The panelists next addressed Applicant Quality Subsmissions (AQSs), a topic that has often been paired with the discussion of inequitable conduct reform. While noting that S. 515 strikes the provision in last year's bill (S. 1145) that would have established an AQS requirement, the panelists opined that the Bush Administration's insistence on securing an AQS provision before resolving the inequitable conduct issue ultimately doomed that provision from making it into the present bill. Neither panelist, however, could offer any insights as to whether the current Administration would take the same stance on AQSs.
With respect to the willful infringement provision in S. 515, Mr. Figg noted that the ABA Section of IP Law Committee, of which he is a member, had not yet developed a position on the S. 515 provision, which codifies the objective recklessness standard of In re Seagate Technology, LLC. Mr. Dickinson speculated that those favoring codification of the Seagate standard may want to do so in order to prevent the Federal Circuit from "taking it away."
Having dispensed with the above issues, the panel moved to a discussion of three of the four big issues regarding patent reform: post-grant review, venue, and damages (with the fourth big issue, inequitable conduct reform, having been tabled by Congress this time around). With respect to post-grant review, the panel noted that while there was general support for a first window of review (i.e., challenges within 12 months of issuance), there had historically been much debate over the need for a second window (i.e., challenges from 12 months after issuance to expiration). As with several other proposed patent reform provisions, the debate pitted the IT industry, which the panel claimed deferred searches until "late in the game" and therefore wanted a second window of review, and the biotech/pharma industry, which needed stable patent assets (i.e., quiet title) in order to secure investment.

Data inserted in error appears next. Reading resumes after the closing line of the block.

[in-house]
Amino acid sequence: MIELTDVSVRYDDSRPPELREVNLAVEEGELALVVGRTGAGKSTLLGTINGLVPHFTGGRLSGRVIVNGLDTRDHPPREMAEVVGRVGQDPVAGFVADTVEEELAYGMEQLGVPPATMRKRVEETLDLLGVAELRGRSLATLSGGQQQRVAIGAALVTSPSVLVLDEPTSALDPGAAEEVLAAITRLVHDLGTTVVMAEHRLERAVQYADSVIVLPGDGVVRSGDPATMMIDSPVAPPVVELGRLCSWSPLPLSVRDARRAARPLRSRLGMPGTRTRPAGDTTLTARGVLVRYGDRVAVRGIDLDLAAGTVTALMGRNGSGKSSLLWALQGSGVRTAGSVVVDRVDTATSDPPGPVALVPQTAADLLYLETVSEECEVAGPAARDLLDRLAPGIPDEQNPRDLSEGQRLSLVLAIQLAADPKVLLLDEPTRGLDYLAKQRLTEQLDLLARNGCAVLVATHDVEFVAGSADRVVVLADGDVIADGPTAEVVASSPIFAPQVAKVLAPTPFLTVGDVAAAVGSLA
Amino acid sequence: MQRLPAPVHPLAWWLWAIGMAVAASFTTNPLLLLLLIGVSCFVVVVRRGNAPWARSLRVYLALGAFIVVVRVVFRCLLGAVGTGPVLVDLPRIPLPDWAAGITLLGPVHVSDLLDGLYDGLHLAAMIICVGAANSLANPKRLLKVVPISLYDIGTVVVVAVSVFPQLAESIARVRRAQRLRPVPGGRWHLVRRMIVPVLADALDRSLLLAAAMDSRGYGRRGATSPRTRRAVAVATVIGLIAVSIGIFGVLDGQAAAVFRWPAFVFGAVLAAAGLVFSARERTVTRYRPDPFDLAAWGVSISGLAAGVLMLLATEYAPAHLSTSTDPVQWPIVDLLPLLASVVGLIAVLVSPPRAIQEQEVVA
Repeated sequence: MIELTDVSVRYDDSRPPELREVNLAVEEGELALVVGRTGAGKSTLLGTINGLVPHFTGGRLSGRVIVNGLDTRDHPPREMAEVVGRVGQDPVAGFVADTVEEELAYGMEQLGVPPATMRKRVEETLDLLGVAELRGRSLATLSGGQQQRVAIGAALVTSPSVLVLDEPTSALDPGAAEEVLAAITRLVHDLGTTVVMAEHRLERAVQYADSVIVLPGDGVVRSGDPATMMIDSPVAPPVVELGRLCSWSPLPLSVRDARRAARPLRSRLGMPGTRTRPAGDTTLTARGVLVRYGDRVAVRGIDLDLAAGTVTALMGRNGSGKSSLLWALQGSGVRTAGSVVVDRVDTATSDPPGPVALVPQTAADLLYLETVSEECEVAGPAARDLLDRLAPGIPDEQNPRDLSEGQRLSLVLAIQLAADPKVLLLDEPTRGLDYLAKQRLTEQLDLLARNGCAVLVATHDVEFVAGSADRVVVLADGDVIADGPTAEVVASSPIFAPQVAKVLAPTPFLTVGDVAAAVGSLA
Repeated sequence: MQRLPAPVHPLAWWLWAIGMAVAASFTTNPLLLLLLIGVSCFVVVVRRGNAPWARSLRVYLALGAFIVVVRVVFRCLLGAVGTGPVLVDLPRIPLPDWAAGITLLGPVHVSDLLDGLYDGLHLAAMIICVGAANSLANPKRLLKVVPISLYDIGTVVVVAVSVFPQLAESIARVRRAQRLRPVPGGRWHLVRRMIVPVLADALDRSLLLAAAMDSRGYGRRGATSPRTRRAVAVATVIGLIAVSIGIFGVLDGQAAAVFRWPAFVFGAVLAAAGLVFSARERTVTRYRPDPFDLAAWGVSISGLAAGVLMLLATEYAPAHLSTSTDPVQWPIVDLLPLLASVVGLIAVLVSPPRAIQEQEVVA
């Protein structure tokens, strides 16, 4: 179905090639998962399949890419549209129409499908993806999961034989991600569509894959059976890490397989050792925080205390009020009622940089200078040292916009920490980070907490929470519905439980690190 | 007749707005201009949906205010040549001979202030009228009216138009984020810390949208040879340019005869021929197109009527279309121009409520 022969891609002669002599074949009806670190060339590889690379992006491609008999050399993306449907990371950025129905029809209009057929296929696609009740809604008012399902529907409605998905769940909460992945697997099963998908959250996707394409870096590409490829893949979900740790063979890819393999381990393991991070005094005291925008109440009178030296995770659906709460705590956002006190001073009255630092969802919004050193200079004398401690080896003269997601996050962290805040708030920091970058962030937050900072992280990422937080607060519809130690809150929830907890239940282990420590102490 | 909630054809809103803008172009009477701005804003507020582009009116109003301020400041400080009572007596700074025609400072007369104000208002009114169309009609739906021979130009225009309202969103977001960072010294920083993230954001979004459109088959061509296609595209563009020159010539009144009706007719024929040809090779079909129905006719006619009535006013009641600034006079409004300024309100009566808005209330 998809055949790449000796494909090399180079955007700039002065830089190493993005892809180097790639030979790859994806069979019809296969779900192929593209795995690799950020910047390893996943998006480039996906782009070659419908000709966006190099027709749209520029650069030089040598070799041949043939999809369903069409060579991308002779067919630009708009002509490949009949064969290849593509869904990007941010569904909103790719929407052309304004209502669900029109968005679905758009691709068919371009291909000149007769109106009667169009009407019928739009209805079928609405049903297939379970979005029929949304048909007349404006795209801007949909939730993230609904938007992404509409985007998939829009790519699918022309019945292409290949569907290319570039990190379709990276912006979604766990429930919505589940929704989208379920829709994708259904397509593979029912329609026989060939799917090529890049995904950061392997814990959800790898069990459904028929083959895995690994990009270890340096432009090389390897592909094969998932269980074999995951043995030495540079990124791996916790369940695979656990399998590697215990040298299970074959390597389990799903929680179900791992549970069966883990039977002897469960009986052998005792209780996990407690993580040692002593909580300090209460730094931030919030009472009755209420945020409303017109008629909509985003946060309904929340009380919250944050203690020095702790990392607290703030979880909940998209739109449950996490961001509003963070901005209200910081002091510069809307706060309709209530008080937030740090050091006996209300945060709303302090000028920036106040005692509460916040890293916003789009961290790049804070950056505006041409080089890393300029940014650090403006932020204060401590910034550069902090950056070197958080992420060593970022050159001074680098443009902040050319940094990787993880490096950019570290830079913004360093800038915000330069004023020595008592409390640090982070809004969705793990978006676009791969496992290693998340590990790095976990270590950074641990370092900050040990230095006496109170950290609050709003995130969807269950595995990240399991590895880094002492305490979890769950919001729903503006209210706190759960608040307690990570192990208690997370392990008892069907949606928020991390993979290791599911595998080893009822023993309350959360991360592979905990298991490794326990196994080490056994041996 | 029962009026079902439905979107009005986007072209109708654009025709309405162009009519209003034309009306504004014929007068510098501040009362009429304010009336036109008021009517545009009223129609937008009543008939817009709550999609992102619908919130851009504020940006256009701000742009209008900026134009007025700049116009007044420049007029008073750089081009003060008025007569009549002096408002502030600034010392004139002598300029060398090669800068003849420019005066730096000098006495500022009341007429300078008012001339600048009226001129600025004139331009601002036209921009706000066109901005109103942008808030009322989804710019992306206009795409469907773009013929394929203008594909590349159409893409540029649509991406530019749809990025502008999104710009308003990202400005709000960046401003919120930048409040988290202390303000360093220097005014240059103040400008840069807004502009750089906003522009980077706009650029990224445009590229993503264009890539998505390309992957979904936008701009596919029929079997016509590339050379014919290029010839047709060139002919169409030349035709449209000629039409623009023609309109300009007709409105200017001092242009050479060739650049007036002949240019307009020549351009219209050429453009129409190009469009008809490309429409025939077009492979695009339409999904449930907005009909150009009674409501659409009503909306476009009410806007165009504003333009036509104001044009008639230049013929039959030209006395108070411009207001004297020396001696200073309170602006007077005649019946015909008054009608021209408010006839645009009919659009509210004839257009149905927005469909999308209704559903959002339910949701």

Since S. 515 forgoes a post-grant second window in favor of expanded inter partes reexamination, the panel turned its focus to the latter proceedings, and in particular, to the types of evidence that could be considered in determining whether a substantial new question of patentability affecting any patent claim had been raised. Mr. Figg noted that H.R. 1260, unlike S. 515, would allow third-party requesters to file for inter partes examination on the basis of "any prior art of documentary evidence cited under paragraph (1) or (3) of subsection (a) of section 301," where paragraph (1) specifies patents or printed publications, and paragraph (3) specifies "documentary evidence that the claimed invention was in substantial public use or on sale in the United States more than 1 year prior to the date of the application for patent in the United States." However, Mr. Figg argued that the meaning of "documentary" and "substantial" was unclear. Because S. 515 lacks paragraph (3), it is also unclear how the House and Senate would resolve this difference in their respective bills. Mr. Figg also argued that the USPTO lacked the capability to deal with some 1,000 opposition-like proceedings a year (and not just from the perspective of an increased workload). Mr. Dickinson disagreed, stating that ALJs were capable. The panelists completed their discussion of post-grant review by noting that the AIPLA supported the idea, the Coalition for 21st Century Patent Reform did not support the idea, and the ABA supported the idea (but not with a "wide open second window").